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Transfer Quality


    This is a widescreen 1.78:1 transfer (16x9 enhanced) based on a 35mm film source with an intended aspect ratio of 1.85:1.

    Given that this is such a recent (and relatively short in duration) film, I would have expected the transfer to be excellent, and it is.

    Detail levels are high, although shadow detail seems to be somewhat lacking - then again, maybe it's just all those black suits. :-) I suspect the contrast may have been slightly digitally enhanced.

    Colour saturation is pretty much near perfect.

    I did not notice any compression artefacts. Edge enhancement is present, although kept at minimum levels and hence below the level of annoyance. Grain is virtually non-existent.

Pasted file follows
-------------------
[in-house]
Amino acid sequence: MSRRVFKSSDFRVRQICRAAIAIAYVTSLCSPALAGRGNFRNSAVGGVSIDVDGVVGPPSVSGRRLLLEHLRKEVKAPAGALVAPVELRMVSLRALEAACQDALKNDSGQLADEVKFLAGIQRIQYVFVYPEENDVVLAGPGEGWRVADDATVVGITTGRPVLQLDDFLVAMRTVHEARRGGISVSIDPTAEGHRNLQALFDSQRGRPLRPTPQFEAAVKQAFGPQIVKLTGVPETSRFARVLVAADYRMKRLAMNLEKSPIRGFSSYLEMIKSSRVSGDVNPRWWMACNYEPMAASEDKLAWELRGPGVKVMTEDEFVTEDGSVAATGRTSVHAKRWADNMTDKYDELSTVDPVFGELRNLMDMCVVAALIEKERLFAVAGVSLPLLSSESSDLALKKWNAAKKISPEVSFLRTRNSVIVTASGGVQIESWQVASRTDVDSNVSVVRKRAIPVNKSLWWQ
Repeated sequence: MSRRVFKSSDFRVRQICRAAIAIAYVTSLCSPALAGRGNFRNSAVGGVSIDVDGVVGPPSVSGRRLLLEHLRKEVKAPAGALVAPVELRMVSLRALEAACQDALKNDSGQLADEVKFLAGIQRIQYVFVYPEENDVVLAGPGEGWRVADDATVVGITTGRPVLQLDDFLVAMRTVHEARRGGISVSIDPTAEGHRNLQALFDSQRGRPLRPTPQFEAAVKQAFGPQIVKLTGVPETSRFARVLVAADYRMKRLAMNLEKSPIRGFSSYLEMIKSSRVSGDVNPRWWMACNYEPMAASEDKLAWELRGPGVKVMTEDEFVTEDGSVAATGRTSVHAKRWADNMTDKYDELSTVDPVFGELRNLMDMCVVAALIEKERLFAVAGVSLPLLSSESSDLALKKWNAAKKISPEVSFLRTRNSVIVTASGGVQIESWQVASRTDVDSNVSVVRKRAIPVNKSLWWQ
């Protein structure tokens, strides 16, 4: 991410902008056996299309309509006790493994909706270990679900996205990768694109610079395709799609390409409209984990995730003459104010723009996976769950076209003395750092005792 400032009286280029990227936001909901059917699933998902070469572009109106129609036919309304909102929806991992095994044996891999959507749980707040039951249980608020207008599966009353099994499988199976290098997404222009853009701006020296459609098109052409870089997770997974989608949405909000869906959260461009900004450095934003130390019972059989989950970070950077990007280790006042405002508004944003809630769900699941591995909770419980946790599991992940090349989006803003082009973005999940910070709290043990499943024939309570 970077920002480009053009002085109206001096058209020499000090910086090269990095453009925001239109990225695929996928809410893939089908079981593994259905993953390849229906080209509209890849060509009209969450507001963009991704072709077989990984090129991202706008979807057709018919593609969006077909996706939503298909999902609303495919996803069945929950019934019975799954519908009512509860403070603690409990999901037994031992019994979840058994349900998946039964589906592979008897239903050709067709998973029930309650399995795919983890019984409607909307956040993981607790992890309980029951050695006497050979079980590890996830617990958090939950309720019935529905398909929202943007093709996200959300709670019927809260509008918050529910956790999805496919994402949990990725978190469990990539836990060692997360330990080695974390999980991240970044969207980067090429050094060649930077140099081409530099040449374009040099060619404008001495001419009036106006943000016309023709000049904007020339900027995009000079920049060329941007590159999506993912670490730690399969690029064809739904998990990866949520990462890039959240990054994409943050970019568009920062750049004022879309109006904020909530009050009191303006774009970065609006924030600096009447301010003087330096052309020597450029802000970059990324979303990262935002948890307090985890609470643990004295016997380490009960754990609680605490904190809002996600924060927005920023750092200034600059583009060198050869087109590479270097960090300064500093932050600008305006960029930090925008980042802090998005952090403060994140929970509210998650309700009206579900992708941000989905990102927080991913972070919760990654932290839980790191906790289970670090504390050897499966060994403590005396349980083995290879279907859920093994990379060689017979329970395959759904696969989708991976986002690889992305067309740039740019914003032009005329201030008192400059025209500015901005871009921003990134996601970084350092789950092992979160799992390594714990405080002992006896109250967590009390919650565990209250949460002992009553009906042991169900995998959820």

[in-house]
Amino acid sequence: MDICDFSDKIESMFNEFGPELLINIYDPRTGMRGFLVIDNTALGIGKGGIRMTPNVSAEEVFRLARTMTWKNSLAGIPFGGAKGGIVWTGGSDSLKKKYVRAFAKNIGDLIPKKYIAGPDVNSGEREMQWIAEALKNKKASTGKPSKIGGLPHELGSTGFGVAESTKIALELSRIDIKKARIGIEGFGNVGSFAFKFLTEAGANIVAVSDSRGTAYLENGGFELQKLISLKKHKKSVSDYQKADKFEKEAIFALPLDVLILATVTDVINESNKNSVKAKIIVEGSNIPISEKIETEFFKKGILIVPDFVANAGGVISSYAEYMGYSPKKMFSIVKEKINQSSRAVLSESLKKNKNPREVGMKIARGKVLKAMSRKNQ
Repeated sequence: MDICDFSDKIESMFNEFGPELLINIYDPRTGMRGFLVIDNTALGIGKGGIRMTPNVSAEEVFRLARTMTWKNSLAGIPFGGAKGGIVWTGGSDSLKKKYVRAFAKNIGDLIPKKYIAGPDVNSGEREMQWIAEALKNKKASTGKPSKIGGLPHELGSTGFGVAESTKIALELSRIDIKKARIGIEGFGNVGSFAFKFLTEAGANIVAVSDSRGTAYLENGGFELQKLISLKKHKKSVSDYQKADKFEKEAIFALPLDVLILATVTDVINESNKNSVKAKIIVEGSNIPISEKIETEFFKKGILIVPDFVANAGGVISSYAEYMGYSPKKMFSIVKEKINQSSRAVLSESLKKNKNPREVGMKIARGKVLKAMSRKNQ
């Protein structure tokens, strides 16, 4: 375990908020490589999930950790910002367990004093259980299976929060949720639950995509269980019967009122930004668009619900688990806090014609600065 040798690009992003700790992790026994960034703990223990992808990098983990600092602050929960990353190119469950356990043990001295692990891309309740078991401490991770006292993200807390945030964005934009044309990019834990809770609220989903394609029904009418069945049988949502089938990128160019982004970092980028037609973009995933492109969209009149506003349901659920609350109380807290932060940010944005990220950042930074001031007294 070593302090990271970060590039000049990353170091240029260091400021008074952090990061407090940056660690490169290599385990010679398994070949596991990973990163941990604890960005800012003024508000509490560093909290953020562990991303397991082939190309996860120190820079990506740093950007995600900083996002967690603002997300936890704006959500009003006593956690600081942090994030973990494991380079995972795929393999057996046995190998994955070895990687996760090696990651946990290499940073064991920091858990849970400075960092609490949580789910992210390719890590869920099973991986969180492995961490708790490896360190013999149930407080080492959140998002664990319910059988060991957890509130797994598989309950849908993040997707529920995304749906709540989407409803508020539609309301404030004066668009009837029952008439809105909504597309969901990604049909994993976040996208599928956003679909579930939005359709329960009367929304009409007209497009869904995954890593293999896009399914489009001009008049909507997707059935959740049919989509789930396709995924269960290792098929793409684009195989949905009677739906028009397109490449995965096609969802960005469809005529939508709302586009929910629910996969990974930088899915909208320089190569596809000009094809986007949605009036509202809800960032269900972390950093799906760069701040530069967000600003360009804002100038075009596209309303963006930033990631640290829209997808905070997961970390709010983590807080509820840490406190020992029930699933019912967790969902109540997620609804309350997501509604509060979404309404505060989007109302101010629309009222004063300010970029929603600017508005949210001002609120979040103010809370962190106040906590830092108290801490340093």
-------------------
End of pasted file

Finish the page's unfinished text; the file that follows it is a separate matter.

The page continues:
There are two subtitle tracks, both in English. One is a transcription of the script, the other of the audio commentary track.

    This is a single sided dual layered disc (RSDL). The layer change occurs in Chapter 9 at 28:47 and is reasonably well placed as it occurs during a pause on Robert de Niro.

Video Ratings Summary
Shadow Detail
Film-To-Video Artefacts
Film Artefacts


    There are two audio tracks: English Dolby Digital 5.1 (384Kb/s) and English Audio Commentary Dolby Digital 2.0 surround-encoded (192Kb/s).

    I would have expected this to be a dialogue focused front-centred audio track, and it is. Dialogue is clearly reproduced and easy to understand, and I did not notice any audio synchronization issues.